Rev. Fr. James Joseph Gilmore
Missionary / President St. Mary’s Rathmines
James Joseph Gilmore was born on January 9th, 1891 in Ballyhaunis, Co. Mayo.
Following National and Secondary education James Gilmore was employed as a teacher at the Augustine’s school in New Ross. He entered the Juniorate at Blackrock College during 1951 to study for his matriculation. He was Professed in Kimmage Manor during 1917. From his time at St. Mary’s in Rathmines he attended university prior to his graduation with a B. A. during 1920. His Ordination was held at St. Mary’s, Rathmines by Bishop Shanahan during 1923.
The following year he was appointed to the Vicariate of Kilmanjaro in East Africa. The fact that half of his luggage had been mislaid in London was perhaps a foretaste of his travelling troubles as the story was told of his insistence on following Mayo time when his mission carriers team (whom he also could not understand their language) wished to travel very early in the morning to miss the mid – day sun: he deeply regretted his decision during the twenty – mile hike to Kilema! Bishop Henry Gogarty transferred him to Uru Mission as Director and Teacher in the Diocesan School of Catechists. By 1930 that school had one hundred and fifty students: it was transferred to Kibosho then renamed St. Patrick’s Teachers Training School where Fr. Gilmore was appointed Director.
During 1932 Fr. Gilmore returned to Ireland also for some rest: he was appointed to St Mary’s, Rathmines. When requested by his Superior, Fr. Peter Walsh to organize a Junior school: Fr, Gilmore returned to education, obtained a H. Dip. Ed. At the school he provided the students with helpful guidelines, communicated enthusiasm to all, stocked and supervised the school libraries. His promotion of the Arts – especially as he was an accomplished artist himself – included drama plus music. He was appointed President during 1952 following Fr. Walsh’s term. Fr. Gilmore continued to improve the organization of the school with a proposed St. Mary’s Extension Plan that included a new school chapel. With Fr. Terry O’Brien (who succeeded him as Dean of the Junior School) he set up the Parent’s Association to help defray costs incurred in the restructuring of his plans. Together with Fr Terry O’Brien, who succeeded him as Dean of the Junior School, he set up the Parents’ Association to help defray the expenses incurred in the restructuring of the school.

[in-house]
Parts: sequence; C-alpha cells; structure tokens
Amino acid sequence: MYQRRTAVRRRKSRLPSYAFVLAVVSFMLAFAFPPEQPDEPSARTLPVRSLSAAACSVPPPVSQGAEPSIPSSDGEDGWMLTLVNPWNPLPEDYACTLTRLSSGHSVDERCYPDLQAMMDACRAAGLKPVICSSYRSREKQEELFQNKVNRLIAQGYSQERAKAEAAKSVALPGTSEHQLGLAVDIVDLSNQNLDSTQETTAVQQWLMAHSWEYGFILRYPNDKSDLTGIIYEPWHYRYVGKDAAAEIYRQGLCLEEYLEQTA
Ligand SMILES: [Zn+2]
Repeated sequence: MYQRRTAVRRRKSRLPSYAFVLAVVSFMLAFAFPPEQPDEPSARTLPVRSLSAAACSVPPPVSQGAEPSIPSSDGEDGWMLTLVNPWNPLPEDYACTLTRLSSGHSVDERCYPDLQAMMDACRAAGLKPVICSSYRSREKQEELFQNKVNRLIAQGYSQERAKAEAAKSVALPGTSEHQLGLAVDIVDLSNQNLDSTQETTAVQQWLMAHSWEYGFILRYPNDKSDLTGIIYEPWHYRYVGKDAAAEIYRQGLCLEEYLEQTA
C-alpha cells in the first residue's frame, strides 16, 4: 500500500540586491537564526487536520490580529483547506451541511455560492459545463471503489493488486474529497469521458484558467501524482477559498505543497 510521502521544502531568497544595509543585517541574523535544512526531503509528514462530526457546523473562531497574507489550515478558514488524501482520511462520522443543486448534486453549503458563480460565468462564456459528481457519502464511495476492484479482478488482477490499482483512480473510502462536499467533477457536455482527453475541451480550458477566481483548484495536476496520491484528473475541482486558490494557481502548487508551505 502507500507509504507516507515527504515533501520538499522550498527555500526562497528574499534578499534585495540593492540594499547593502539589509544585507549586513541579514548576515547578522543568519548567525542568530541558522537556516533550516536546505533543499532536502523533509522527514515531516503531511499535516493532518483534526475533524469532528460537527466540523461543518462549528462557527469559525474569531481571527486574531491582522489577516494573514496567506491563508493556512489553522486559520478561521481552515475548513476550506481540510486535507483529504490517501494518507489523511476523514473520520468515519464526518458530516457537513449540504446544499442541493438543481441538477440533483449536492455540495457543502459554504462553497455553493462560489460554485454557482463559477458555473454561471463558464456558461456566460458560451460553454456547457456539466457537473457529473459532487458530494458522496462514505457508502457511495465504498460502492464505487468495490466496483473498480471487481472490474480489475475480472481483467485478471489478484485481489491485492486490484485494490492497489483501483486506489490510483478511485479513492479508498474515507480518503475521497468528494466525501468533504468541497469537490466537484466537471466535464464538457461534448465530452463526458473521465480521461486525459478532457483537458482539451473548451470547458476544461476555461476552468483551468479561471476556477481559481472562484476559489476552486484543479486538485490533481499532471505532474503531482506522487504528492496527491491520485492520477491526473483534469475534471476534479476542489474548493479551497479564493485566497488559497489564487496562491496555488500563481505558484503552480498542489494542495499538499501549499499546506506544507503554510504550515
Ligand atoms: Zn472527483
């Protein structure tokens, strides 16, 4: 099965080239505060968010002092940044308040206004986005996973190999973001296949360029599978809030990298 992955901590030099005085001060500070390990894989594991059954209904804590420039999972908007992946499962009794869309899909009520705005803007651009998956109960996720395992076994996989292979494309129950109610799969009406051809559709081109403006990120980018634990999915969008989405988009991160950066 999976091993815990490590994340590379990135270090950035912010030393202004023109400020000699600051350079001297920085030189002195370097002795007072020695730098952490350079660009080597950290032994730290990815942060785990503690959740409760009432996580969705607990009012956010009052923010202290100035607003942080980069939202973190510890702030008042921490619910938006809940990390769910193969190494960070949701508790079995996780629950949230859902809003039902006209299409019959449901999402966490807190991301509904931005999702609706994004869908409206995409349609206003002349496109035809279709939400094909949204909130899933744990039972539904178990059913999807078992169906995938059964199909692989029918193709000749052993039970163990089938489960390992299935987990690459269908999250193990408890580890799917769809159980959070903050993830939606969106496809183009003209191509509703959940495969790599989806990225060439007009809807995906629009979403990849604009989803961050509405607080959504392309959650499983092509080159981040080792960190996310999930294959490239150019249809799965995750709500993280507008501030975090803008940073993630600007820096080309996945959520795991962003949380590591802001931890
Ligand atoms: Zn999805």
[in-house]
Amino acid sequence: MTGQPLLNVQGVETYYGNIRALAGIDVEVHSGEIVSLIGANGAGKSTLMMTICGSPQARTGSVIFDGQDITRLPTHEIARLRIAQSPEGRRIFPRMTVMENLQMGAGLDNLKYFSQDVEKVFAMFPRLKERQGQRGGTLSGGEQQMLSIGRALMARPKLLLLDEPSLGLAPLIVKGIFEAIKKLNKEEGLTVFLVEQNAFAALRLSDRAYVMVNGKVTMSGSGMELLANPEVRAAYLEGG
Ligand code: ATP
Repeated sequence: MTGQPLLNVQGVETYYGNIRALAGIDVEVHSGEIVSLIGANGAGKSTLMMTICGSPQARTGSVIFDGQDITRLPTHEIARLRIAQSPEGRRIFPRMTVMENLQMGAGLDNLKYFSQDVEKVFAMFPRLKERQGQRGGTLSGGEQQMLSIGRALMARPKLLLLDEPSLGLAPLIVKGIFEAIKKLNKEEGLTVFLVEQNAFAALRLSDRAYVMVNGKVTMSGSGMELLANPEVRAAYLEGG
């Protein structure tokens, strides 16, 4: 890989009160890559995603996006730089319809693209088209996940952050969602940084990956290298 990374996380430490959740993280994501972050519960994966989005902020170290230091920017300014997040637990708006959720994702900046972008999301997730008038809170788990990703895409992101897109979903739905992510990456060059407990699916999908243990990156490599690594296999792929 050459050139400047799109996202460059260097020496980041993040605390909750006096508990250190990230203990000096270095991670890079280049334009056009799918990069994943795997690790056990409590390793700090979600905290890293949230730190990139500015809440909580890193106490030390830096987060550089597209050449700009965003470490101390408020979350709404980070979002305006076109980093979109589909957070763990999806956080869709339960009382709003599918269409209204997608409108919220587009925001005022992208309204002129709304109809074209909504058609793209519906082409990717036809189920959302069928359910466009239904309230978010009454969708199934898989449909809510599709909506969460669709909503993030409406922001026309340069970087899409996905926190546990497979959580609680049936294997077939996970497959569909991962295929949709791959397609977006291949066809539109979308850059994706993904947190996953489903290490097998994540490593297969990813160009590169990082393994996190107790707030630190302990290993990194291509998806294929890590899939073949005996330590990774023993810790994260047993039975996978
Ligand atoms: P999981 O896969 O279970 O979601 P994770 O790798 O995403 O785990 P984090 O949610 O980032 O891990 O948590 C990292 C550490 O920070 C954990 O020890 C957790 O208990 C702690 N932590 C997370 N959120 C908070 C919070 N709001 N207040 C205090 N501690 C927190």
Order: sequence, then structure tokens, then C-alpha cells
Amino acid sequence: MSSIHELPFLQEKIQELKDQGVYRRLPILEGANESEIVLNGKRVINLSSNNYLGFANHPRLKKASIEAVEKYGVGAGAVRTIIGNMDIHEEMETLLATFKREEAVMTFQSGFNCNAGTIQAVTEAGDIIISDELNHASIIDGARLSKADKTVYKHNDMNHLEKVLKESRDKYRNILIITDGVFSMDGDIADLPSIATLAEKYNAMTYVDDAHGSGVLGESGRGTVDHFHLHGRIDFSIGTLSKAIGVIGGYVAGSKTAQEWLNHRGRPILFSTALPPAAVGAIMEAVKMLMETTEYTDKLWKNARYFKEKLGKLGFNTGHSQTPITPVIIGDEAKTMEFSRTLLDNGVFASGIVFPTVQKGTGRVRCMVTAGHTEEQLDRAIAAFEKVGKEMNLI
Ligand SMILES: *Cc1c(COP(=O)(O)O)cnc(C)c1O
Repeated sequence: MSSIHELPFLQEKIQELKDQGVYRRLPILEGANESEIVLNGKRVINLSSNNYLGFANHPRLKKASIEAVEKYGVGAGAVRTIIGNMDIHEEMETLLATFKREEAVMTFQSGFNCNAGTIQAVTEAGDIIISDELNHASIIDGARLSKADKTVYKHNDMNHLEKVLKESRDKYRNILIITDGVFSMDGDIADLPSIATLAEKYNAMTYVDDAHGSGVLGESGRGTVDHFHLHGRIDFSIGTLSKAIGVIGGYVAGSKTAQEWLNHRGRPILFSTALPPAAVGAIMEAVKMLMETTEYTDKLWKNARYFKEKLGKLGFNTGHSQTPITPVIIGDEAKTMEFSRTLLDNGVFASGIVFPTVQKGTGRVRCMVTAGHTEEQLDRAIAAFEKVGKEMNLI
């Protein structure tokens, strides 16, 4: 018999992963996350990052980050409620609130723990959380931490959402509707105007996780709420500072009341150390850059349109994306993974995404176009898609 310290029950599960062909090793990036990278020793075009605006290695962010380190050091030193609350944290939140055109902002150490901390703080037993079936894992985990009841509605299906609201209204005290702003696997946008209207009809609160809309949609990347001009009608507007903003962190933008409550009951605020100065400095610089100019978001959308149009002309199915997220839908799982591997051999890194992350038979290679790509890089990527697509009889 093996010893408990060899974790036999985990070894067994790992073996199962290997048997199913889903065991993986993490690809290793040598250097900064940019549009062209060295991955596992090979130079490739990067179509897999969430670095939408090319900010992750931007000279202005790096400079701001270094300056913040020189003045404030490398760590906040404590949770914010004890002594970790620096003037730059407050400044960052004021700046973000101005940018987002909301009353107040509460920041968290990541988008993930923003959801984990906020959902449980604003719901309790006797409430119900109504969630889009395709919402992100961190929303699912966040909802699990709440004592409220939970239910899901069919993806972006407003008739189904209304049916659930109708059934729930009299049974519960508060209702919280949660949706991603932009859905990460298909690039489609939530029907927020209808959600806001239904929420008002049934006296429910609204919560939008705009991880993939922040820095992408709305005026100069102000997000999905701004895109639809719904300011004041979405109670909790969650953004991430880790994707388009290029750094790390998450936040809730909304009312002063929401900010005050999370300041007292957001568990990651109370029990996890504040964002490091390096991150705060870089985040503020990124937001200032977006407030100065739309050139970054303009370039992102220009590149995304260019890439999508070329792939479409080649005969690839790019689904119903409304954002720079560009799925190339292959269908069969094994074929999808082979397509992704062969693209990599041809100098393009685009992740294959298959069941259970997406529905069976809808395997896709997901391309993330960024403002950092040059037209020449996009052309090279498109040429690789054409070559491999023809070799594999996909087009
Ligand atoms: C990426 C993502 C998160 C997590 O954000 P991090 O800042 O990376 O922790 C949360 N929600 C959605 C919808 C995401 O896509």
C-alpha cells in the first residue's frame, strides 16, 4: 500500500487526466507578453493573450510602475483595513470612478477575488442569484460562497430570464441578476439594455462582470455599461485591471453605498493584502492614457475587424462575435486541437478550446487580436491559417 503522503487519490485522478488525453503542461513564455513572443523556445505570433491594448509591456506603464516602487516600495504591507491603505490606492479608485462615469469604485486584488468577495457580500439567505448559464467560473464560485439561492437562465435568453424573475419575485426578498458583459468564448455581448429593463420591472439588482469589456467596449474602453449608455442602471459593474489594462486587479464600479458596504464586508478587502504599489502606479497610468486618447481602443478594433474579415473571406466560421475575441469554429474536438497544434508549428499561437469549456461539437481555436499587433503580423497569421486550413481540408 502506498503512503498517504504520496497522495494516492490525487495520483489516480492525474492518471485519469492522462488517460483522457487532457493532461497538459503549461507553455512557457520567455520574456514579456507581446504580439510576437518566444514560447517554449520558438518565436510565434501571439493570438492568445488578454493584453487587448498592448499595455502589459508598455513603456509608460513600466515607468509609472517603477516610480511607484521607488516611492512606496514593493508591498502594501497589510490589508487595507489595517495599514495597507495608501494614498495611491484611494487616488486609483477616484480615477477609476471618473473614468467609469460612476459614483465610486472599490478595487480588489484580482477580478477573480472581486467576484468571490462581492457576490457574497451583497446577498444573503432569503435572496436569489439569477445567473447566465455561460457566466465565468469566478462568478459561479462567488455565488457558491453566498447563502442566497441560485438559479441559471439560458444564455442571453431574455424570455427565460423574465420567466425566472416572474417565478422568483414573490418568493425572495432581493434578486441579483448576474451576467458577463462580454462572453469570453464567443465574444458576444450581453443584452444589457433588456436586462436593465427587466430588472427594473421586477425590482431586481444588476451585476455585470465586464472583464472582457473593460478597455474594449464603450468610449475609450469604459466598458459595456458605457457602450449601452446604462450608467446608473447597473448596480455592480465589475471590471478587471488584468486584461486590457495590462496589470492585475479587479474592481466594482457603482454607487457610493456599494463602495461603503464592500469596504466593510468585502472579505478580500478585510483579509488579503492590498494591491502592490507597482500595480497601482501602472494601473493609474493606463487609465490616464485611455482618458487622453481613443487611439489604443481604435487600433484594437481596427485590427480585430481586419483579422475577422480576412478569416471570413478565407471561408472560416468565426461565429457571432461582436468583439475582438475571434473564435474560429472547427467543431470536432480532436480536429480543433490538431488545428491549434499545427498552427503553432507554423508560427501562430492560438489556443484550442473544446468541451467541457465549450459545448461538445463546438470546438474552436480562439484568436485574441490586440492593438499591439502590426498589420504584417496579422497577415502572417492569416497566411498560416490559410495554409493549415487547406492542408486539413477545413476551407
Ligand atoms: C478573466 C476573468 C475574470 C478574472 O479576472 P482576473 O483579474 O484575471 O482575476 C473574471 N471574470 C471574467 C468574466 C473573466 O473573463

When Fr. Gilmore suffered a stroke during 1956, he decided to resign the Presidency the following year. According to reports one of the abiding effects of his illness was an impaired memory. This led to some embarrassing and humorous incidents that, because of Fr Gilmore’s jovial and loveable disposition, have passed into the Spiritan repertoire of fioretti to be retold at reunions. For example: on one occasion he volunteered to represent the Community at a special funeral service. On being asked late that evening how things went, he replied: “Oh the jumping was magnificent.” He had followed the crowds to the Horse Show by mistake!
Fr Joseph Gilmore was aged seventy – nine years when he died on March 30, 1970. He was interred at Kimmage.
Friends of Fr. Gilmore reported that “He was a holy man who loved his daily mass and office; a quiet man with a twinkle in his eye and a ready chuckle on his lips.”